A conservative coalition supports 11 providers seeking an injunction to block the election Dayton ordered.
Eleven child-care providers are asking a Ramsey County District Court to block a statewide vote on whether some providers should be able to unionize.
The group, backed by a coalition of conservative groups, filed a lawsuit on Monday that seeks an injunction to invalidate the executive order by Gov. Mark Dayton calling for the vote.
"Nothing under the law allows Governor Dayton to issue an order that dictates that small-business owners should participate in an election,'' said Tom Revnew, a lawyer for the group.
The lawsuit is the latest development in an emotional debate that has extended from child-care homes to the Capitol and is pitting the DFL governor against Republican legislative leaders.
At a news conference, one of the plaintiffs, child-care provider Becky Swanson of Lakeville, said, "This is a personal relationship between a child-care provider and the families they take care of, the children that they nurture."
Dayton's Nov. 15 executive order called for an election among some providers to determine if they want union representation. His order covers those providers who care for children receiving state subsidies -- about 4,300 of 11,000 licensed providers. It does not require providers to join a union or pay union dues. A mail-in ballot has been tentatively scheduled for Dec. 7-21.
Dayton's spokeswoman, Katharine Tinucci, said on Monday that Dayton inherited this problem from his predecessors, who "denied licensed, registered family child-care providers the chance to decide for themselves whether or not they want to form a union." She said Dayton believes providers "should have the right to make that decision.''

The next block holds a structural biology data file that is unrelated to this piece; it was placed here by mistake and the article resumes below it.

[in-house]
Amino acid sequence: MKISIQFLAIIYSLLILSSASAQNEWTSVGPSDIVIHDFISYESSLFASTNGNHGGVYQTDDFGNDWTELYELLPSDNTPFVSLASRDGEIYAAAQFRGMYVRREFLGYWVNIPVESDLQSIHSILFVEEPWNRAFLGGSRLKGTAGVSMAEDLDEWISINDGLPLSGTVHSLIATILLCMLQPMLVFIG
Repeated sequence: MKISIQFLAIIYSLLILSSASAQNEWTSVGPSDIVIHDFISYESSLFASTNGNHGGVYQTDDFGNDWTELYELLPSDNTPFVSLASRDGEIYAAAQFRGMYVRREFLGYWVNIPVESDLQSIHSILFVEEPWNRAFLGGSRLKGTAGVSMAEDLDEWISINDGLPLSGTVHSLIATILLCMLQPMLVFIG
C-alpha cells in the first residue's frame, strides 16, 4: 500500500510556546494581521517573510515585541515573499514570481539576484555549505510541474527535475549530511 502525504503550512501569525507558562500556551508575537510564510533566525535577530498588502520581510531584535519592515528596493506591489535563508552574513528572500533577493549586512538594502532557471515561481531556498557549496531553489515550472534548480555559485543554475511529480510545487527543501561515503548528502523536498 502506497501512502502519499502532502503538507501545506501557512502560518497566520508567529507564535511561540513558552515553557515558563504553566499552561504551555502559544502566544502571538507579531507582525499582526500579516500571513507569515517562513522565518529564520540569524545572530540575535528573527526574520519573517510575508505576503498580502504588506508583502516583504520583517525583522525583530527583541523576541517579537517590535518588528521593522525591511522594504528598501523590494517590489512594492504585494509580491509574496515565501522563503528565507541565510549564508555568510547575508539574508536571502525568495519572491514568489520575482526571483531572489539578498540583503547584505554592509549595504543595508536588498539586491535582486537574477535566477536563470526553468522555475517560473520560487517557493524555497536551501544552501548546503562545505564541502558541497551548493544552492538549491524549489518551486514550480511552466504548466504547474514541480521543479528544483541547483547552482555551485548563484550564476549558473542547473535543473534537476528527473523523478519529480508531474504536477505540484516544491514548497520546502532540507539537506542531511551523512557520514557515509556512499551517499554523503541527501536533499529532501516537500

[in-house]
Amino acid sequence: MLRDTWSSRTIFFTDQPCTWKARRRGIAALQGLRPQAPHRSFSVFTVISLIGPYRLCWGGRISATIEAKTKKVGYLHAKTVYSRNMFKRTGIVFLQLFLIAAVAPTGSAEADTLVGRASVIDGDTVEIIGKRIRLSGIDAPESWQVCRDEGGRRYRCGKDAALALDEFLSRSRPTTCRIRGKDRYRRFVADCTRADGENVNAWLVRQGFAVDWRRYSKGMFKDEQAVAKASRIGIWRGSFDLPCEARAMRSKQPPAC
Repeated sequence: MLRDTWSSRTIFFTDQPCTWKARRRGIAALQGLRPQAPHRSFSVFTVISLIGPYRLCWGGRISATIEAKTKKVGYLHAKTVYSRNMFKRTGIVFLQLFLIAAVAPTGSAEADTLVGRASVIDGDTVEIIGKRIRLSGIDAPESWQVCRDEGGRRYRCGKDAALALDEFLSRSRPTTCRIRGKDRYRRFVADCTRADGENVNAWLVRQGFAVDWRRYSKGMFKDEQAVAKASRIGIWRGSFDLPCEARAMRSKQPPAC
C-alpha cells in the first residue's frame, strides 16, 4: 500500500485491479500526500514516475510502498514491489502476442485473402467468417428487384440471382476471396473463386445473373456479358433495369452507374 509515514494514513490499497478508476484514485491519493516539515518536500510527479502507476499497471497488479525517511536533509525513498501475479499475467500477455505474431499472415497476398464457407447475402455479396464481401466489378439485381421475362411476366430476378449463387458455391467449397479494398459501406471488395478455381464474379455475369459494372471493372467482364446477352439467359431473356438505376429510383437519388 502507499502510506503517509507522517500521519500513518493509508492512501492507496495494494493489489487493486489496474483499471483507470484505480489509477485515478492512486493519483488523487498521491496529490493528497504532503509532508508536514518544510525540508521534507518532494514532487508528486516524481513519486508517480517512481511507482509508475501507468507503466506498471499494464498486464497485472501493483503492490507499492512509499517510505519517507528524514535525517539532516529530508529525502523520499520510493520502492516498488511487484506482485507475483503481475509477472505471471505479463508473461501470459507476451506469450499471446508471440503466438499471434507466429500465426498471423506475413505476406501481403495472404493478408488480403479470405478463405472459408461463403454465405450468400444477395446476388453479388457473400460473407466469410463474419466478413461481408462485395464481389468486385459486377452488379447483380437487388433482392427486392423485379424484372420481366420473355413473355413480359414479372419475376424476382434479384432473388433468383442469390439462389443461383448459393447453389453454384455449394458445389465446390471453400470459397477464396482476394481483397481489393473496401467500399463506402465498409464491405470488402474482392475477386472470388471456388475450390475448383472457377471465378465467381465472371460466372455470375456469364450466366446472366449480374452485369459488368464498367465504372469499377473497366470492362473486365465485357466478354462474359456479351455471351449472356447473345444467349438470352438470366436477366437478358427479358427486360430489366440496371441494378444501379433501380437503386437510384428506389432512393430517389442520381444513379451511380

Republican legislative leaders and a number of child-care providers object to the years-long organizing efforts of two of the state's largest unions, the American Federation of State, County and Municipal Employees (AFSCME) and the Service Employees International Union (SEIU). But while some opponents have sought to allow all providers to vote, the suit seeks to invalidate Dayton's order altogether.
Hearing set for Thursday
The GOP-led Minnesota Senate announced late Monday that its Rules Committee will hold a hearing on Thursday on Dayton's order. Some senators have said they may file a lawsuit against the governor, arguing that he exceeded his authority.
Revnew said he fears that if the vote succeeds, unions "will take the other industries on, one by one."
Dan McGrath, executive director of the Minnesota Majority, an advocacy group committed to what it sees as traditional values, said his group is part of a coalition that is helping to pay for the lawsuit. Other organizations, according to the website www.childcarefreedom.com, include the Minnesota Family Council and the Minnesota Free Market Institute. "The Minnesota Majority is interested in challenging government overreach,'' McGrath said.''
AFSCME organizing director Eric Lehto said similar suits have been filed in other states by anti-union groups and were not successful. "This is about politics-- not about children, parents or providers at all,'' he said.
Staff writer Anthony Lonetree contributed to this article. Jim Ragsdale • 651-925-5042